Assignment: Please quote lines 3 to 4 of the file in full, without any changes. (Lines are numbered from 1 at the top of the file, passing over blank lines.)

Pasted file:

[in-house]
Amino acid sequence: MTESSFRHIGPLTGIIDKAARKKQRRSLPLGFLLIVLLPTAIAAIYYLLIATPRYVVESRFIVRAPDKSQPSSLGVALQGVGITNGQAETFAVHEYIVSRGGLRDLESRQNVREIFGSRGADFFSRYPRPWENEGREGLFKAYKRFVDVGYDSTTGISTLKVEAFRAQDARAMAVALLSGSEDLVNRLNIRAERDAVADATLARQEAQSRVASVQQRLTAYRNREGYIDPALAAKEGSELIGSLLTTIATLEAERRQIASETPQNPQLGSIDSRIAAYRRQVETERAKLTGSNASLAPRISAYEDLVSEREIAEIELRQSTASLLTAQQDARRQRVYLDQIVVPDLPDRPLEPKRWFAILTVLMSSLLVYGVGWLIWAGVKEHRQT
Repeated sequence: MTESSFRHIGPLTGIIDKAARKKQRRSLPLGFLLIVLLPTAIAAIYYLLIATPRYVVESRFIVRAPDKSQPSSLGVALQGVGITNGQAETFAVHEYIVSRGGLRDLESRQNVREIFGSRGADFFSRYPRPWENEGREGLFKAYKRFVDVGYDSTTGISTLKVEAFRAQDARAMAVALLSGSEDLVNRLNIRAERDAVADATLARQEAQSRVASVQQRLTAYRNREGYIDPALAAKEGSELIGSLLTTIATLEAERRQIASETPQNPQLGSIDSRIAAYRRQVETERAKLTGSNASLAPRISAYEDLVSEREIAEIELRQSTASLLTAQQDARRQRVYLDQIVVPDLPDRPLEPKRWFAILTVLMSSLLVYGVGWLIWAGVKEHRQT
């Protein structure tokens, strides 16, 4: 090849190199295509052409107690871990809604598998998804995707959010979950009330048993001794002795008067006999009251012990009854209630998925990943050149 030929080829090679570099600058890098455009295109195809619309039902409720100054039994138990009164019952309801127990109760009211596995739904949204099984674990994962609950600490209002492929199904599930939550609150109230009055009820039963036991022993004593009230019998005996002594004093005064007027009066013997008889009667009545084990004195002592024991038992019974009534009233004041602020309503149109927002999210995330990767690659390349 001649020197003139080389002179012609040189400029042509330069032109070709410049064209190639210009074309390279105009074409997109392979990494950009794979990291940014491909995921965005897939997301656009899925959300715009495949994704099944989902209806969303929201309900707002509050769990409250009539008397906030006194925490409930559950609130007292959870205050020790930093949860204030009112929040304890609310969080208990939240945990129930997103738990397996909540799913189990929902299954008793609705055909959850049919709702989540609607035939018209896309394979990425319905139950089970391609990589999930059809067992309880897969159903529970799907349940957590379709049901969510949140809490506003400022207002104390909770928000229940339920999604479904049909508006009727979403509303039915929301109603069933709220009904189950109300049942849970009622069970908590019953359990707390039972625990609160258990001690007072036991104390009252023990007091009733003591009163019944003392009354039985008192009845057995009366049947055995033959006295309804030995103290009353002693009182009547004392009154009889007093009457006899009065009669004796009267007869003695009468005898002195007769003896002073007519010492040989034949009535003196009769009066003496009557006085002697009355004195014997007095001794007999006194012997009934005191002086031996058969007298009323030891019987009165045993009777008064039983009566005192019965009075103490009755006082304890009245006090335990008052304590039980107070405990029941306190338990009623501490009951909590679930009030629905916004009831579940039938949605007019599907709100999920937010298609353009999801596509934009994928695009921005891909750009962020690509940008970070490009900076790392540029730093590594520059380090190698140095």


Repeated sequence: MTESSFRHIGPLTGIIDKAARKKQRRSLPLGFLLIVLLPTAIAAIYYLLIATPRYVVESRFIVRAPDKSQPSSLGVALQGVGITNGQAETFAVHEYIVSRGGLRDLESRQNVREIFGSRGADFFSRYPRPWENEGREGLFKAYKRFVDVGYDSTTGISTLKVEAFRAQDARAMAVALLSGSEDLVNRLNIRAERDAVADATLARQEAQSRVASVQQRLTAYRNREGYIDPALAAKEGSELIGSLLTTIATLEAERRQIASETPQNPQLGSIDSRIAAYRRQVETERAKLTGSNASLAPRISAYEDLVSEREIAEIELRQSTASLLTAQQDARRQRVYLDQIVVPDLPDRPLEPKRWFAILTVLMSSLLVYGVGWLIWAGVKEHRQT
């Protein structure tokens, strides 16, 4: 090849190199295509052409107690871990809604598998998804995707959010979950009330048993001794002795008067006999009251012990009854209630998925990943050149 030929080829090679570099600058890098455009295109195809619309039902409720100054039994138990009164019952309801127990109760009211596995739904949204099984674990994962609950600490209002492929199904599930939550609150109230009055009820039963036991022993004593009230019998005996002594004093005064007027009066013997008889009667009545084990004195002592024991038992019974009534009233004041602020309503149109927002999210995330990767690659390349 001649020197003139080389002179012609040189400029042509330069032109070709410049064209190639210009074309390279105009074409997109392979990494950009794979990291940014491909995921965005897939997301656009899925959300715009495949994704099944989902209806969303929201309900707002509050769990409250009539008397906030006194925490409930559950609130007292959870205050020790930093949860204030009112929040304890609310969080208990939240945990129930997103738990397996909540799913189990929902299954008793609705055909959850049919709702989540609607035939018209896309394979990425319905139950089970391609990589999930059809067992309880897969159903529970799907349940957590379709049901969510949140809490506003400022207002104390909770928000229940339920999604479904049909508006009727979403509303039915929301109603069933709220009904189950109300049942849970009622069970908590019953359990707390039972625990609160258990001690007072036991104390009252023990007091009733003591009163019944003392009354039985008192009845057995009366049947055995033959006295309804030995103290009353002693009182009547004392009154009889007093009457006899009065009669004796009267007869003695009468005898002195007769003896002073007519010492040989034949009535003196009769009066003496009557006085002697009355004195014997007095001794007999006194012997009934005191002086031996058969007298009323030891019987009165045993009777008064039983009566005192019965009075103490009755006082304890009245006090335990008052304590039980107070405990029941306190338990009623501490009951909590679930009030629905916004009831579940039938949605007019599907709100999920937010298609353009999801596509934009994928695009921005891909750009962020690509940008970070490009900076790392540029730093590594520059380090190698140095």